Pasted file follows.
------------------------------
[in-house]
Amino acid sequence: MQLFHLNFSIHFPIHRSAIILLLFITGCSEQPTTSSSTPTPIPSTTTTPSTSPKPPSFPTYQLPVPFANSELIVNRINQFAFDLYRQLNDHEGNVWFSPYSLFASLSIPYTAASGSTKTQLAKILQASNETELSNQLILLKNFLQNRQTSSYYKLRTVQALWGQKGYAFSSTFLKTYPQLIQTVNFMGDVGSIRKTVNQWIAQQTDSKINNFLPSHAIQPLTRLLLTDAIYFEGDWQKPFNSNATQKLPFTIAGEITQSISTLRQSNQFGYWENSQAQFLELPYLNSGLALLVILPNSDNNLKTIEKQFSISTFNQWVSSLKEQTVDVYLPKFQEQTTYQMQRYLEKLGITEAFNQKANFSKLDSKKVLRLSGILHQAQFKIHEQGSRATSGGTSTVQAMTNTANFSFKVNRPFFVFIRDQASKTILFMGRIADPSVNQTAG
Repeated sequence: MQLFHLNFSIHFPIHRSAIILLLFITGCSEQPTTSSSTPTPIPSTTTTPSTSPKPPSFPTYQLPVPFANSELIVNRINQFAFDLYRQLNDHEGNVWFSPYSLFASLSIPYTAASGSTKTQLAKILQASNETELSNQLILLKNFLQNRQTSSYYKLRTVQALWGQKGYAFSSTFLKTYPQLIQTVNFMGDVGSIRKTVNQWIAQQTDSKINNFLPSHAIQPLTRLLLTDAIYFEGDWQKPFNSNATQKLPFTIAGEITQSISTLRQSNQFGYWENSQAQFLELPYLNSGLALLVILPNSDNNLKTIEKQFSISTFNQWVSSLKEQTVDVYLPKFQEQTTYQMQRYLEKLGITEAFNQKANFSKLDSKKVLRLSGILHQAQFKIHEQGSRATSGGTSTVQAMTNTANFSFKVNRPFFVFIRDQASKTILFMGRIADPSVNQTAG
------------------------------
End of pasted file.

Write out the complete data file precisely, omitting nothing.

[in-house]
Amino acid sequence: MQLFHLNFSIHFPIHRSAIILLLFITGCSEQPTTSSSTPTPIPSTTTTPSTSPKPPSFPTYQLPVPFANSELIVNRINQFAFDLYRQLNDHEGNVWFSPYSLFASLSIPYTAASGSTKTQLAKILQASNETELSNQLILLKNFLQNRQTSSYYKLRTVQALWGQKGYAFSSTFLKTYPQLIQTVNFMGDVGSIRKTVNQWIAQQTDSKINNFLPSHAIQPLTRLLLTDAIYFEGDWQKPFNSNATQKLPFTIAGEITQSISTLRQSNQFGYWENSQAQFLELPYLNSGLALLVILPNSDNNLKTIEKQFSISTFNQWVSSLKEQTVDVYLPKFQEQTTYQMQRYLEKLGITEAFNQKANFSKLDSKKVLRLSGILHQAQFKIHEQGSRATSGGTSTVQAMTNTANFSFKVNRPFFVFIRDQASKTILFMGRIADPSVNQTAG
Repeated sequence: MQLFHLNFSIHFPIHRSAIILLLFITGCSEQPTTSSSTPTPIPSTTTTPSTSPKPPSFPTYQLPVPFANSELIVNRINQFAFDLYRQLNDHEGNVWFSPYSLFASLSIPYTAASGSTKTQLAKILQASNETELSNQLILLKNFLQNRQTSSYYKLRTVQALWGQKGYAFSSTFLKTYPQLIQTVNFMGDVGSIRKTVNQWIAQQTDSKINNFLPSHAIQPLTRLLLTDAIYFEGDWQKPFNSNATQKLPFTIAGEITQSISTLRQSNQFGYWENSQAQFLELPYLNSGLALLVILPNSDNNLKTIEKQFSISTFNQWVSSLKEQTVDVYLPKFQEQTTYQMQRYLEKLGITEAFNQKANFSKLDSKKVLRLSGILHQAQFKIHEQGSRATSGGTSTVQAMTNTANFSFKVNRPFFVFIRDQASKTILFMGRIADPSVNQTAG